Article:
When we finally got in the water on Day 2 I realized how addictive scuba diving could be. Breathing underwater is itself a crazy first-time experience. It's one thing to understand objectively that the regulator will give you the air you need – it's quite another to jump the mental hurdle that blocks you from inhaling underwater. When you do you're rewarded with that giddy sense of discovery you haven't felt since you were a child. The world is new again. I think this feeling alone made the whole course worthwhile. And then you get to do the really cool stuff.

The first dive is all about training. It's called a confined dive for a reason: standing in a circle in waist deep water we practiced basic skills necessary for diving. My least favorite was and still is mask-clearing; that is, what you need to do if you ever get water in your mask or if you lose it completely. I've always had a fear of opening my eyes underwater, let alone in salt-water, and the first time I had to do the full mask clear I just about panicked and started to breathe through my noise... this, of course, made things significantly worse. The Germanator, bless her heart, held me down until I got things under control and cleared the damn mask, eyes and sinuses stinging like hell.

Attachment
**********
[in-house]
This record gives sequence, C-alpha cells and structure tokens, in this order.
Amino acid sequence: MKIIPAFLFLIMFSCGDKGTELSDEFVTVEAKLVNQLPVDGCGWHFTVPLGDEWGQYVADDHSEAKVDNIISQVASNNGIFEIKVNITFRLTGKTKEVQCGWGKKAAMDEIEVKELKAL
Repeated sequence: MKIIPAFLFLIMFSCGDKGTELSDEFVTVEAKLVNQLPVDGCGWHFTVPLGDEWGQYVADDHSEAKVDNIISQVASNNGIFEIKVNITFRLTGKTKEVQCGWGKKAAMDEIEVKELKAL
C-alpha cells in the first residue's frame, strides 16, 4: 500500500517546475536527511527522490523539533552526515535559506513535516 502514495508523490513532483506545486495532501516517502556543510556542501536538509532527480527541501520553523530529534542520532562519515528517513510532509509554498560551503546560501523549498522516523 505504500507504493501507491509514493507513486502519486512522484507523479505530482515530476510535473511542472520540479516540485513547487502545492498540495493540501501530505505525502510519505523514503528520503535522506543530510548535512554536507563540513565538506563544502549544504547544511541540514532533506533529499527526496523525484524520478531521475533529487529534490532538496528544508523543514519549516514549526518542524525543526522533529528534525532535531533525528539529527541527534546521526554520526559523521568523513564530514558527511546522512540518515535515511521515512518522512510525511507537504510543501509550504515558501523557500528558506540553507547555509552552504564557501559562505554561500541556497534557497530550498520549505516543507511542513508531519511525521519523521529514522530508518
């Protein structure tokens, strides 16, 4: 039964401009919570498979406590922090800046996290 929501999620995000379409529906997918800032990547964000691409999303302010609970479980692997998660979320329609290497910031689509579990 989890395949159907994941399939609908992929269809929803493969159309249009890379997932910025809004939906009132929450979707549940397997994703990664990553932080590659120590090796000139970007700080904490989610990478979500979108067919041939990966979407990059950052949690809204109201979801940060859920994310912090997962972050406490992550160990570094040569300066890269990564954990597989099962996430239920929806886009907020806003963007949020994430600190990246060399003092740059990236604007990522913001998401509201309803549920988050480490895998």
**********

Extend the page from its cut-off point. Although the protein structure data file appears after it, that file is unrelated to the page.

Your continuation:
We trained for about 2 hours in the water before we finished the first day. The second day we did our first real dives at two different dive sites: Japanese Garden and White Rock. We were around some real coral and aquatic life for the first time but since it was our first real dive we might as well have been drunk children in a zoo – we were keen to look around and see everything but we all had a distorted sense of depth and balance. We attempted to follow Yvonne's lead while working out our buoyancy and air-usage with varying degrees of success. Despite the difficulties, I think it's safe to say were all blown away.